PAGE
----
Reporters Without Borders today strongly condemned the action of the Zimbabwean intelligence services in compiling a blacklist of at least 15 journalists working for independent news media who are to be subjected to “strict surveillance” and other unspecified “measures” in the run-up to next year’s presidential and parliamentary elections.
“The Zimbabwean government’s paranoia is accompanied by systematic repression,” the press freedom organisation said. “This alarming blacklist is an outrage in the approach to what are crucial elections for Zimbabwe’s future. President Robert Mugabe will be held fully responsible if anything happens to these journalists.”
The existence of the blacklist was revealed in an apparently-leaked copy of a single page with the government’s letterhead that was published in the independent Zimbabwean press on 26 September. Dated June 2007 and headed “2008 Presidential and Parliamentary Elections,” it contains a list of 15 leading Zimbabwean journalists under the subheading “Targeted journalists.”
The foot of the page has this paragraph: “The following media personnel and others as discussed in the previous meeting are to be placed under strict surveillance and taken in on the various dates set. They’re working hand in hand with hostile anti-Zimbabwean western governments. Measures to be taken against the above including those in exile, are listed on page 4 summary.”
The blacklist is headed by Abel Mutsakani, the editor of the website ZimOnline, and Gift Phiri, a freelance journalist and Harare correspondent of The Zimbabwean, a privately-owned weekly based in London. Phiri was arrested and beaten in detention in April before being acquitted by a Harare court of working without accreditation from the powerful, government controlled Media Information Committee. Mutsakani was shot by three gunmen in South Africa in July but miraculously survived.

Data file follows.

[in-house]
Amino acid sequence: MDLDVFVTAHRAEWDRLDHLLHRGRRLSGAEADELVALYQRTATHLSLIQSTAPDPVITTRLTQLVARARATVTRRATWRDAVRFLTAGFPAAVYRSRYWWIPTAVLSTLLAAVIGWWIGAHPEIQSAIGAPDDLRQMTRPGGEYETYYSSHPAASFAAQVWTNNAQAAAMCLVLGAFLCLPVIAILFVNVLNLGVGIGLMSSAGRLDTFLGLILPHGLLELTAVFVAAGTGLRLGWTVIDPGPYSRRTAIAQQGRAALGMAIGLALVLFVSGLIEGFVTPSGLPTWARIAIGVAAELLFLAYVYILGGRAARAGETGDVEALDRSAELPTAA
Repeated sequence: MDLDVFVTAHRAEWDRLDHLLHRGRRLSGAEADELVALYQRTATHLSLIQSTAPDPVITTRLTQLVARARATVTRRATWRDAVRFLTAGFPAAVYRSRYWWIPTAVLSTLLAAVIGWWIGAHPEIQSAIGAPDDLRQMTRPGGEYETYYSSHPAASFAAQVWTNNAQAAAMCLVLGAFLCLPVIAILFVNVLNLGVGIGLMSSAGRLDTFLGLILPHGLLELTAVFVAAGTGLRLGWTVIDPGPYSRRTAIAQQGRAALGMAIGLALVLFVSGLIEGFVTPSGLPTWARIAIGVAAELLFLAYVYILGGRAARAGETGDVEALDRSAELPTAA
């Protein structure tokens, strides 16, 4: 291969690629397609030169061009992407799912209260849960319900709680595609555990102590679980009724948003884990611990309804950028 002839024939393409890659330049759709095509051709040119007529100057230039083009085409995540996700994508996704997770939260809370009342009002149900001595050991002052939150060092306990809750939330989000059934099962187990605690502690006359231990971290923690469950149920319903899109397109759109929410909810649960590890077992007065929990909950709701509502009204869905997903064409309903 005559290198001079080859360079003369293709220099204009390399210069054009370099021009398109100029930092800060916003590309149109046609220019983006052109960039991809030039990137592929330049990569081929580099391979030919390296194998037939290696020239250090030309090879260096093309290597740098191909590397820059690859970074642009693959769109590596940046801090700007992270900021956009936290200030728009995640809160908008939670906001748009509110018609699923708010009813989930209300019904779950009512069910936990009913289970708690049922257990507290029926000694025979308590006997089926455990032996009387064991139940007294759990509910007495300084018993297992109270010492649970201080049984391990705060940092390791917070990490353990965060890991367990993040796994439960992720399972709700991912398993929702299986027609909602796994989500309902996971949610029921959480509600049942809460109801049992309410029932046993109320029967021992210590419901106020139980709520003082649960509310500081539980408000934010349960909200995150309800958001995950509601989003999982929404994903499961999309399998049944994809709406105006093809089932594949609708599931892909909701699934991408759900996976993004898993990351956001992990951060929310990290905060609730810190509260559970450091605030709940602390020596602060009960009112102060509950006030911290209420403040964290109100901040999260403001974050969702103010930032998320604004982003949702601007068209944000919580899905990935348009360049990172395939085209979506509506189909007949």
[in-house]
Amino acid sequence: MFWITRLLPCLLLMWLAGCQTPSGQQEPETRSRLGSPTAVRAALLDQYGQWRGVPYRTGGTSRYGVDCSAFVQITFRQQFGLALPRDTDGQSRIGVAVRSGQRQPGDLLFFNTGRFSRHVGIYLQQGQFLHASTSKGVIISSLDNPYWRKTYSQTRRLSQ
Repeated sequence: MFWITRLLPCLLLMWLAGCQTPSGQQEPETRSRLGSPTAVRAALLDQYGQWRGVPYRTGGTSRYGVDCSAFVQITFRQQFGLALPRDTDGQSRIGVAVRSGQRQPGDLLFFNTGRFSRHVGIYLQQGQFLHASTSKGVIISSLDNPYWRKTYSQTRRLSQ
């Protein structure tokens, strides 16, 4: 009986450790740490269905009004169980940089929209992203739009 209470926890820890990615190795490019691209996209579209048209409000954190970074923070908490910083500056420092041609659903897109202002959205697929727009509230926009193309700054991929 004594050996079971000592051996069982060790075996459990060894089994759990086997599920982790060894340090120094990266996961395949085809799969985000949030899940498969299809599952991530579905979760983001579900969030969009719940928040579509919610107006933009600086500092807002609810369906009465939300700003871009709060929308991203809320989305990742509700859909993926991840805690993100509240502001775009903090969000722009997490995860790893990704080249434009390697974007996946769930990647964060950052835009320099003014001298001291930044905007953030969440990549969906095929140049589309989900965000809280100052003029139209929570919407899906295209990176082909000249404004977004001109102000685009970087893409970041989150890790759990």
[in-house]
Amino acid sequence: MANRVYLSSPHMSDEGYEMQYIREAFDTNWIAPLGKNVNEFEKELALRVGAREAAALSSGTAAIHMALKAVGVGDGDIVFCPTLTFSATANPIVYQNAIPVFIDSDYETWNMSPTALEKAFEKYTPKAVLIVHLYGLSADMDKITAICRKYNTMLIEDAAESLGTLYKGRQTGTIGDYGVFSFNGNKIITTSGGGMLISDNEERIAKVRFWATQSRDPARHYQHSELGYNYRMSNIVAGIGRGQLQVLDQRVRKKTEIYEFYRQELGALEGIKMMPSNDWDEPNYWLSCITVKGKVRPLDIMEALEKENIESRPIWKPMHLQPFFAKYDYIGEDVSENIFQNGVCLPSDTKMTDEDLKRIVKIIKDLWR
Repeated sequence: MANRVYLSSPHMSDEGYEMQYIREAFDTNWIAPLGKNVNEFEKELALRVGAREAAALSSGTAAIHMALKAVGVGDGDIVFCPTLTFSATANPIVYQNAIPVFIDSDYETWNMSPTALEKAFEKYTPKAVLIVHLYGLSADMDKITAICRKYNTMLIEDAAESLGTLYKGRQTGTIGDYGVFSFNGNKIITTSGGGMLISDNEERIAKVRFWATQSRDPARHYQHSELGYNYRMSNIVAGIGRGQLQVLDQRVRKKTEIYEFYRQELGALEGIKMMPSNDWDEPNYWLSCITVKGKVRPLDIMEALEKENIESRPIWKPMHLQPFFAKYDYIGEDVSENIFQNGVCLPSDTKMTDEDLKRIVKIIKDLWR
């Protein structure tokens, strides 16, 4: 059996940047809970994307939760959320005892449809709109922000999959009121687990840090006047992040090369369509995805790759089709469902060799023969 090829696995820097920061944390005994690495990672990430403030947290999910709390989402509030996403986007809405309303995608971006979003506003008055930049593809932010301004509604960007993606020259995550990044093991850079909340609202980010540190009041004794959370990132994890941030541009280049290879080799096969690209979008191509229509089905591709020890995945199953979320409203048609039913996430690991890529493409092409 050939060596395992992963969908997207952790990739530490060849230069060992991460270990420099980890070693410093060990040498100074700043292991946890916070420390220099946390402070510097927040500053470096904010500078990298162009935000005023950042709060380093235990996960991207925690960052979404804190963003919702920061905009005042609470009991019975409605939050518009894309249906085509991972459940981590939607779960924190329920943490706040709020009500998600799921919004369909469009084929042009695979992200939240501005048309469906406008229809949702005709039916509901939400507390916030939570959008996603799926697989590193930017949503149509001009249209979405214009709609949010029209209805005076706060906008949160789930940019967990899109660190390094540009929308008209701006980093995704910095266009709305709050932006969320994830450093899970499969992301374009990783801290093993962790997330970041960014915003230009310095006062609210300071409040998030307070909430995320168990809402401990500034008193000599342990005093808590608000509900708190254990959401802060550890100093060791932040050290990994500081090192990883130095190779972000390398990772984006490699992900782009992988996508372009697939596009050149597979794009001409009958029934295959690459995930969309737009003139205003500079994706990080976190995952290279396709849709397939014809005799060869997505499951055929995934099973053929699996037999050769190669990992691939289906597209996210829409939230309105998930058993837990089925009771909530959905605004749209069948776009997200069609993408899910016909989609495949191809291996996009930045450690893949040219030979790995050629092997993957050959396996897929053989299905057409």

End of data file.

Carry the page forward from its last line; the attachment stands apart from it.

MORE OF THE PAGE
Also on the list are Vincent Kahiya, the publisher of the privately-owned Zimbabwe Independent daily, its editor, Dumisani Muleya, and one of its journalists, Itai Mushekwe; Bill Saidi, the deputy editor of The Standard, a privately-owned daily, and Caiphas Chimhete, one of its journalists; Njabulo Ncube, the political editor of the privately-owned Financial Gazette daily and two of its journalists, Kumbirai Mafunda and Clemence Manyukwe; Zimbabwean Union of Journalists secretary-general Foster Dongozi and Wilf Mbanga, the founder of The Daily News, which is now closed; and journalists Valentine Maponga, Itai Dzamara and Ray Matikinye.
The CIO document